The pudendal nerve terminal motor latency (PNTML) measures the functional integrity of the terminal portion of pudendal nerve. Measurement of the nerve latency can help to distinguish whether a weak sphincter muscle is because of muscle or nerve injury. A prolonged nerve latency time suggests pudendal neuropathy and this may occur following obstetric or surgical trauma, excessive perineal descent or idiopathic faecal incontinence.59 A normal PNTML does not exclude pudendal neuropathy, because the presence of a few intact nerve fibres can give a normal result, whereas an abnormal latency time is more significant. The American Gastroenterology Association technical review did not recommend PNTML for the evaluation of patients with faecal incontinence because it correlated poorly with clinical symptoms and histology findings, it did not discriminate muscle weakness caused by nerve or muscle injury, it had poor sensitivity and specificity, was operator dependent and it did not predict surgical outcome.17 However, two recent reviews of eight uncontrolled studies59, 60 suggest that patients with pudendal neuropathy generally have a poor surgical outcome when compared with those without neuropathy.

Clinical utility of tests for faecal incontinence

Few studies have evaluated the utility of anorectal physiologic tests in faecal incontinence. In the study by Wexner and Jorge, history and physical examination alone could detect an underlying cause in only nine of 80 patients (11%) with faecal incontinence, whereas anorectal physiologic tests revealed an abnormality in 66% of patients.61 In another prospective study, anorectal manometry with sensory testing confirmed clinical impression of faecal incontinence and management was altered in 76% of patients.16 A recent prospective study showed that a clinical diagnosis was confirmed in 51% of patients and a new diagnosis was established in the remaining patients by combining anorectal physiological testing with imaging.62

A large study of 350 patients compared continent and incontinent patients. Incontinent patients had lower resting and squeeze pressures, a smaller rectal capacity and leaked earlier following saline infusion in the rectum. Maximum squeeze pressure showed best discrimination. However there was complete overlap between continent and incontinent patients for all the tests and the authors concluded that physiological tests were not useful in predicting faecal incontinence.15 These findings have been further confirmed by another study, which showed that no single test is confirmatory in faecal incontinence, but combination of tests with clinical evaluation is helpful in evaluation of patient with faecal incontinence.63 These studies emphasize the wide range of normal values and the ability of the body to compensate for the loss of any one mechanism.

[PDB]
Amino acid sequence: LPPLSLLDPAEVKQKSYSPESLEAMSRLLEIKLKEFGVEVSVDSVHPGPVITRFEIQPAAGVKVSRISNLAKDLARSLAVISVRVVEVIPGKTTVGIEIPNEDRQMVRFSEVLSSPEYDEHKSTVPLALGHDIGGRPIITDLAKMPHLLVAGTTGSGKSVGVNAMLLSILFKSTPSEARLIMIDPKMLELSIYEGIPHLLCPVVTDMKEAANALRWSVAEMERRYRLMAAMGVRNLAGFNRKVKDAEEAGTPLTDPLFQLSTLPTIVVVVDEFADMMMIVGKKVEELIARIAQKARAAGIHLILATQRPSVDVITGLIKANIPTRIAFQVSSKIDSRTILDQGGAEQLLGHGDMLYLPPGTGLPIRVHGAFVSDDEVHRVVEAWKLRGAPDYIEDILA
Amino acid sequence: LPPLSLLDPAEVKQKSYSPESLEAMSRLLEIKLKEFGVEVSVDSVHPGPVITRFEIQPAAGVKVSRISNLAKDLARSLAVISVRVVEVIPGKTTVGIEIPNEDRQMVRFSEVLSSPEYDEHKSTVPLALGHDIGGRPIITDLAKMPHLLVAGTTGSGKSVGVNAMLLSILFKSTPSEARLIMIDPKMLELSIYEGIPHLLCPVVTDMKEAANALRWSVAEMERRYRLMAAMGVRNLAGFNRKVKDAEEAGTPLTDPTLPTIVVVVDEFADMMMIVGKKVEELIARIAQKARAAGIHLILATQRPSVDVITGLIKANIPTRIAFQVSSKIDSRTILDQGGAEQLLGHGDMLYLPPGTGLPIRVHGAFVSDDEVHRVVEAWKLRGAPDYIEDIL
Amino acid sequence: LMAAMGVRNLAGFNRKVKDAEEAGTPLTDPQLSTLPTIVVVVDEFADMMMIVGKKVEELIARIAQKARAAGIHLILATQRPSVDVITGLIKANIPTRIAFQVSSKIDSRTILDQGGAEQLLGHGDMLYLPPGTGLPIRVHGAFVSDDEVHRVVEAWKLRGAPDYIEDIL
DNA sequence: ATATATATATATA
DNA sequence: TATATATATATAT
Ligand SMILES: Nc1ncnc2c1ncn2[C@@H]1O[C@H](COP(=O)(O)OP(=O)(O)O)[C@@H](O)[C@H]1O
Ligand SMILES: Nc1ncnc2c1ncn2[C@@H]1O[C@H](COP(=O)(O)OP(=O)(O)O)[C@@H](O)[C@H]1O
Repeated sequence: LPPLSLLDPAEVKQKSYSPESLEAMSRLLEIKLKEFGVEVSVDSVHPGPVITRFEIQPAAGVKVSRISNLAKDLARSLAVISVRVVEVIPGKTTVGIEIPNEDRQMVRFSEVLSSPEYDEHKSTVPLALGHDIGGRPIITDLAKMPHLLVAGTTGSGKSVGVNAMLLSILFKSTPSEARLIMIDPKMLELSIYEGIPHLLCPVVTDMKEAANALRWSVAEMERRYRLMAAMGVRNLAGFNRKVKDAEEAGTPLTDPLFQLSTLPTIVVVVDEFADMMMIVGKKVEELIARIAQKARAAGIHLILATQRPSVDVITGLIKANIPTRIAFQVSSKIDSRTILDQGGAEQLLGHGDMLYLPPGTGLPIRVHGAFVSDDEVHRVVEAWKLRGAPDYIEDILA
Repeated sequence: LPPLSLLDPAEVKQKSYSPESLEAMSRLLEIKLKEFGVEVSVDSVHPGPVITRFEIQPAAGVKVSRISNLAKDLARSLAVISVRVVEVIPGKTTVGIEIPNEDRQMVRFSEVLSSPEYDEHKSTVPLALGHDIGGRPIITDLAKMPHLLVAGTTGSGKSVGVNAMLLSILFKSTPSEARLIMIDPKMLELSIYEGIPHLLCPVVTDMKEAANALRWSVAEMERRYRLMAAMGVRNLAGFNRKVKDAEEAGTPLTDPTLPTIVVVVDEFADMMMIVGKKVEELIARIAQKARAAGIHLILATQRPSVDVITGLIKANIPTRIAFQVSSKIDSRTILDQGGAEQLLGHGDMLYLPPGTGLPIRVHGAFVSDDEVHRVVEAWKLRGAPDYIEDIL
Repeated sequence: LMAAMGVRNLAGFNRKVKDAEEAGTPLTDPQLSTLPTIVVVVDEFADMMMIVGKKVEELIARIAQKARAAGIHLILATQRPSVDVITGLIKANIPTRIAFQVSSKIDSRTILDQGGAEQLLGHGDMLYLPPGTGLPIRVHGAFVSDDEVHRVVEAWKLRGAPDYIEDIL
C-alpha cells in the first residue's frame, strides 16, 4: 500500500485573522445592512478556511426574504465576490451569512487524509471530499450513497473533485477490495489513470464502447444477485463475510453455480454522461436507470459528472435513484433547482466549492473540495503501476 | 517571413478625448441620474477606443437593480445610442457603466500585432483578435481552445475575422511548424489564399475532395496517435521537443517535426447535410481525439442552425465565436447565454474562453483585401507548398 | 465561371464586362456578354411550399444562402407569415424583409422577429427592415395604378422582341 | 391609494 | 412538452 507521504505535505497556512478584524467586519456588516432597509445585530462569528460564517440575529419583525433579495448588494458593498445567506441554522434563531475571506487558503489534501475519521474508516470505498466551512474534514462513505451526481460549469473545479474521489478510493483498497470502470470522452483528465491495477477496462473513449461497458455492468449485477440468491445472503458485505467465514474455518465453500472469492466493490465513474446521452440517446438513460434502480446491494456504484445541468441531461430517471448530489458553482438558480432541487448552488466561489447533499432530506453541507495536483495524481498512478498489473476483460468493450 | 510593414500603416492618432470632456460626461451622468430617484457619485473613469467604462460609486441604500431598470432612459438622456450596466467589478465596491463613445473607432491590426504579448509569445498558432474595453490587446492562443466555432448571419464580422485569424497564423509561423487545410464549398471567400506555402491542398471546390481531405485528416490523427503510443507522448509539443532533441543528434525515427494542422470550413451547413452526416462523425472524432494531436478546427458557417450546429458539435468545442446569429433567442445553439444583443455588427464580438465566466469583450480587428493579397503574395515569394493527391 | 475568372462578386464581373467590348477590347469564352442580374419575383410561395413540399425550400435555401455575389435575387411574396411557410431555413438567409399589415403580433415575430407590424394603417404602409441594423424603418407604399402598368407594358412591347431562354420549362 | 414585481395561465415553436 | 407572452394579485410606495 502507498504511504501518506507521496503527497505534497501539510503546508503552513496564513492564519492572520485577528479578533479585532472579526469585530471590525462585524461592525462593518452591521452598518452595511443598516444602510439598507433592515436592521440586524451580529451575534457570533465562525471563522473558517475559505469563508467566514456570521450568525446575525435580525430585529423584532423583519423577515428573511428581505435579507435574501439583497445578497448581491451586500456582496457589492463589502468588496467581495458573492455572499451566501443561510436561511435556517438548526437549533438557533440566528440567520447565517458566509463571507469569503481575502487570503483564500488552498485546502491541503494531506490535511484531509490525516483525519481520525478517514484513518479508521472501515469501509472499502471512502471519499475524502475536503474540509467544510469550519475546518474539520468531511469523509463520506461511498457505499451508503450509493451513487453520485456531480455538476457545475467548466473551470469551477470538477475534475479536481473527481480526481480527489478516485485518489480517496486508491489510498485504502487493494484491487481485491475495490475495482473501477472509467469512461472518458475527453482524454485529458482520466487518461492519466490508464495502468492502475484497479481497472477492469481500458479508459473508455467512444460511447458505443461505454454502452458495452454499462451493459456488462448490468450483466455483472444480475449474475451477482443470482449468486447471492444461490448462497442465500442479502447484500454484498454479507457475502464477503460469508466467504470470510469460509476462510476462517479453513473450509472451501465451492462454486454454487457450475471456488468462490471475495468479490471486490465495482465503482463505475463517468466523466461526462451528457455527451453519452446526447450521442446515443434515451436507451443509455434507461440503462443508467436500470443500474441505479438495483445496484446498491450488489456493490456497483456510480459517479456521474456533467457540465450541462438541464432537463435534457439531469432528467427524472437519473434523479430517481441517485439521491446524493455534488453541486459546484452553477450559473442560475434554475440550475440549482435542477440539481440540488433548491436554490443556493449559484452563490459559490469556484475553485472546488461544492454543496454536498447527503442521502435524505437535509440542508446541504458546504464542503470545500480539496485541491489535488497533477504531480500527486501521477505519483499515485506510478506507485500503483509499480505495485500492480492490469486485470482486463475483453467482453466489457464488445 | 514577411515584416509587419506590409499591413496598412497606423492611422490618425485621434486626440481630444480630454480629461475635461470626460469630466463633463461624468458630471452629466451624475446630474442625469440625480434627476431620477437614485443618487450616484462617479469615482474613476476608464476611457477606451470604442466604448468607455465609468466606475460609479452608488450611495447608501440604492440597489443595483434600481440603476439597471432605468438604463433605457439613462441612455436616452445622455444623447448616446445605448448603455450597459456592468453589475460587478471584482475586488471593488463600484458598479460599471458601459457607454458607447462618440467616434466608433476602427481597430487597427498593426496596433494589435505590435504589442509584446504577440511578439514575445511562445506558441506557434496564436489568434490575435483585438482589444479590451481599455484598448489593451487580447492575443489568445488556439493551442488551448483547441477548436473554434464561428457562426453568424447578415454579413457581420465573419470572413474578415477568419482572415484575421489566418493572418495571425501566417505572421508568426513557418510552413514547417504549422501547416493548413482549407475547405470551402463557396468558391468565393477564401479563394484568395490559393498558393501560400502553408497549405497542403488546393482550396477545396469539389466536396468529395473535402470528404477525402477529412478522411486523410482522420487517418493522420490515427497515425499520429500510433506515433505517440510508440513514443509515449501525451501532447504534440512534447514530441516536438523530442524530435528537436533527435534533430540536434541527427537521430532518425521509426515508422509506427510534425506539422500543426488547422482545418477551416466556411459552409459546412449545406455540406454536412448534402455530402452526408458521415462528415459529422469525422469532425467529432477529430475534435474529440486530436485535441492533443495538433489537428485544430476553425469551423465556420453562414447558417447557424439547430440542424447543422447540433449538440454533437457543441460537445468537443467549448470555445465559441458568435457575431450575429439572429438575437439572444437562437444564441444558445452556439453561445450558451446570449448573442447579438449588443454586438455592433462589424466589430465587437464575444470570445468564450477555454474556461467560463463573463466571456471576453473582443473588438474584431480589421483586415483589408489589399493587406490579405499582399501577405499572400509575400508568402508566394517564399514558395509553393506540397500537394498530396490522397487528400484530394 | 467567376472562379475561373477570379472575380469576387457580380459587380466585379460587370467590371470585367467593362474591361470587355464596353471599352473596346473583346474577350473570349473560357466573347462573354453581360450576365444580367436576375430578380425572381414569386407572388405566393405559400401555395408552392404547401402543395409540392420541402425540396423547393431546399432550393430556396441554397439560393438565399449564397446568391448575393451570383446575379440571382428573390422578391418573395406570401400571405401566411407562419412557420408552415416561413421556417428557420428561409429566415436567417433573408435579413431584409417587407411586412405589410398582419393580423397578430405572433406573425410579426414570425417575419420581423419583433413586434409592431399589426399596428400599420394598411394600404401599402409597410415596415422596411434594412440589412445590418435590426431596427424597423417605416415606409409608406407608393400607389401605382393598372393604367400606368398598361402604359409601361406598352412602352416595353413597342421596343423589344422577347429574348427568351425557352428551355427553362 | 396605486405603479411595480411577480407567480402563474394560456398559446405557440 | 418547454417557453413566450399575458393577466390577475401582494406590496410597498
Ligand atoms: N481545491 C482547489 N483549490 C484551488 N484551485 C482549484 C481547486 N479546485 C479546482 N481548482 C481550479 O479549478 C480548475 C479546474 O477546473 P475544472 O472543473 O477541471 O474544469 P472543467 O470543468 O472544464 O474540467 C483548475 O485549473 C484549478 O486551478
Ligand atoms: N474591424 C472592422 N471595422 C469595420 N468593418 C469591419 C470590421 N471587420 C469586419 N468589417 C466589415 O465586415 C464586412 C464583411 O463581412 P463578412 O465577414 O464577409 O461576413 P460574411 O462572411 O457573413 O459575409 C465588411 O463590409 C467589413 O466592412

Newer techniques in diagnosis of faecal incontinence

Dynamic transperineal ultrasound.  This is non-invasive technique designed to investigate the anatomy of the female pelvic floor and perineum both at rest and during straining. In a pilot study, anal sphincter images were comparable with those obtained using anal endosonography. Saggital images permitted the measurement of puborectalis contraction, anorectal angle, rectocele, enterocele and rectoanal intussusception and these were comparable with those obtained during defecography.64

Magnetic pudendal neurostimulation.  This is a novel technique for measuring PNTML using magnetic stimulation to activate the neuromuscular tissue of EAS. In one study magnetic PNTML was comparable in accuracy to that measured by conventional method but was better tolerated.65

Magnetic and electrical stimulation of sacroanal motor pathways.  The combined PNTML and sacral root terminal latency measurement may facilitate an assessment of both the proximal and distal portions of the pudendal nerve in patients with faecal incontinence. However more work is needed in this area.66

Management of patients with faecal incontinence  The goal of treatment for patients with faecal incontinence is to restore continence and to improve the quality of life. Several strategies that include supportive and specific measures may be useful (Table 1).

Table 1.  Treatment of faecal incontinence
Treat underlying cause
Supportive therapy
 Education/counselling/habit training
 Diet (fibre, lactose, fructose)
 Reduce caffeine intake
 Anal hygiene/skin care
Specific therapy
 Pharmacological
  Loperamide
  Diphenoxylate/atropine (Lomotil)
  Codeine
  Cholestyramine/colestipol
  Oestrogen
  Phenylephrine
  Sodium valproate
 Biofeedback therapy (neuromuscular conditioning)
  Anal sphincter muscle strengthening
  Rectal sensory conditioning
  Recto-anal coordination training
 Others
  Anal plugs
  Sphincter bulking (collagen, GAX, silicone)
  Anal electrical stimulation
Surgery
 Sphincteroplasty
 Anterior repair
 Gracilis/gluteus muscle transposition ± stimulation
 Artificial bowel sphincter
 Sacral nerve stimulation
 Colostomy